COMPLIANCE: The Arthouse Is Also Capable Of Exploitation

John Waters once said he makes “exploitation films for art houses.” It was a joke but there are filmmakers live out that joke for real. A little-discussed but ongoing part of the arthouse repertoire revolves around films that dress up their desire to push buttons and exploit sensitive subject matter in some sort of phony social commentary or pretension towards artistic daring. Compliance is a recent example of this arthouse programming subset and it’s as annoying and dishonest as such films usually are.

The film takes in place in one day at a fast-food restaurant named Chickwich. Sandra (Ann Dowd) is the overworked manager who tries to effectively control a gaggle of teenage employees while dealing with the usual hassles. That group of employees includes Becky (Dreama Walker), a free-spirited type who puts up with the gig to have an income. Sandra and Becky awkwardly circle each other as they perform their duties, trying to get through another shift in a downmarket job.

Unfortunately for both, the shift gets ugly when Sandra gets a call from a police officer who tells her of a customer complaining that Becky stole some money from her purse. He requests that Sandra take Becky to a back room and assist him in finding the stolen cash. Neither woman knows that the caller (Pat Healy) is actually a sicko who enjoys playing vicious head games via the phone, seeing how far he can push his prey into sadistic, demeaning behavior. In short order, Becky has her clothes confiscated for a strip search – and the night will get much, much worse before the game is played out.

Though an end credits crawl claims that Compliance is based on multiple incidents, the main basis of the film, almost plot point for plot point, is a notorious incident that happened at a Kentucky McDonald’s in 2004. Compliance follows the trajectory of what happened to the victim in that incident, which includes the aforementioned strip search, a prolonged period of nakedness and sexually demeaning acts. Writer/director Craig Zobel handles these events carefully, limiting the onscreen nudity and what the audience sees. These were smart choices because they allow the audience’s imagination to run riot – and this aspect of Compliance helped it become the enfant terrible of its season, infuriating and impressing critics in equal measure.

Unfortunately, Compliance can do nothing else besides generate this sort of knee-jerk shock. The key problem lies in Zobel’s script: even though he carefully follows the sequence of incidents from the Kentucky incident, he pays no attention to the psychology or motivations that drove the real people involved. He invents new characters to drive his flimsy, fictionalized version of the story, portraying them all as either dim or mean-spirited caricatures to move around on the chess board of his story. Zobel treats them all with contempt, particularly the peripheral players (the lone African-American worker is portrayed so broadly it borders on racism).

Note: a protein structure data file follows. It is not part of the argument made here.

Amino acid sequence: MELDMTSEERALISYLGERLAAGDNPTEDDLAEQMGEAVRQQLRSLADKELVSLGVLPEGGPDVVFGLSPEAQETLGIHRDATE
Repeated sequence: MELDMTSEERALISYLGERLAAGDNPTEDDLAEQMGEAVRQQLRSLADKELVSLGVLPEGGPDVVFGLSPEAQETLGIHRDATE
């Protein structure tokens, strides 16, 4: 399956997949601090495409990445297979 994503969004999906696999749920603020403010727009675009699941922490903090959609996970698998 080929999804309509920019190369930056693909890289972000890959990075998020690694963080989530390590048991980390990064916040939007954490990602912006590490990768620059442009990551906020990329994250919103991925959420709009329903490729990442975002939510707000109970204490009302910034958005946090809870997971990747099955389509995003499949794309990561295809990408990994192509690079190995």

As a result, it’s hard to relate to or understand the wage-slave grotesques that populate the film – and it’s even harder to feel anything about what happens to them beyond a kind of surface-level shock that ultimately lapses into numbness as the phony police officer piles as many indignities as he can upon the Chickwich employees. Some people defend Compliance with “this really happened” reasoning but that’s simply not true – the events might have happened but the creative liberties the writer/director takes ensures there’s no realism in behavior or characterization to drive those events. Nothing ever feels believable in this movie because Zobel simply didn’t care to do the necessary work to give the audience the emotional and psychological insights into how it really happened.

Thus, all that’s left for the viewer is an experience in button-pushing audience manipulation – and Zobel admittedly does that quite well. He gets mostly solid performances from his cast, with Dowd convincing as an uncertain middle-management type desperate to prove her worth and Walker showing grace in how she deals with a difficult role. Zobel is also clever with style, deftly cutting away from the horrors in the back-room to the mundane realities happening out in the service area. Unfortunately for the audience, cleverness is the only weapon Zobel has in his arsenal – and he’d rather use it to bludgeon his audience instead of helping them understand why such a terrible thing could happen.

If Compliance had tried to make its characters as real as the recreation of the events, it could have been one of the most devastating films ever made. Instead, it is content to sneer at how its characters could be so naive and/or thoughtlessly cruel while nudging the audience with the indie arthouse equivalent of cheap shocks. To make things worse, it’s steeped in a kind of cheap nihilism about human nature that masquerades as some kind of uncompromising “insight into how we really are.” This pretentious misanthropic streak is much more disgusting than any of the film’s shocks.

The results don’t deserve the praise or the outrage they’ve garnered from the mainstream film press – and the film’s intellectual dishonesty, hidden behind its “based on a true story” claims, is truly disrespectful to the real people who actually had to suffer through what Compliance pretends to be about.

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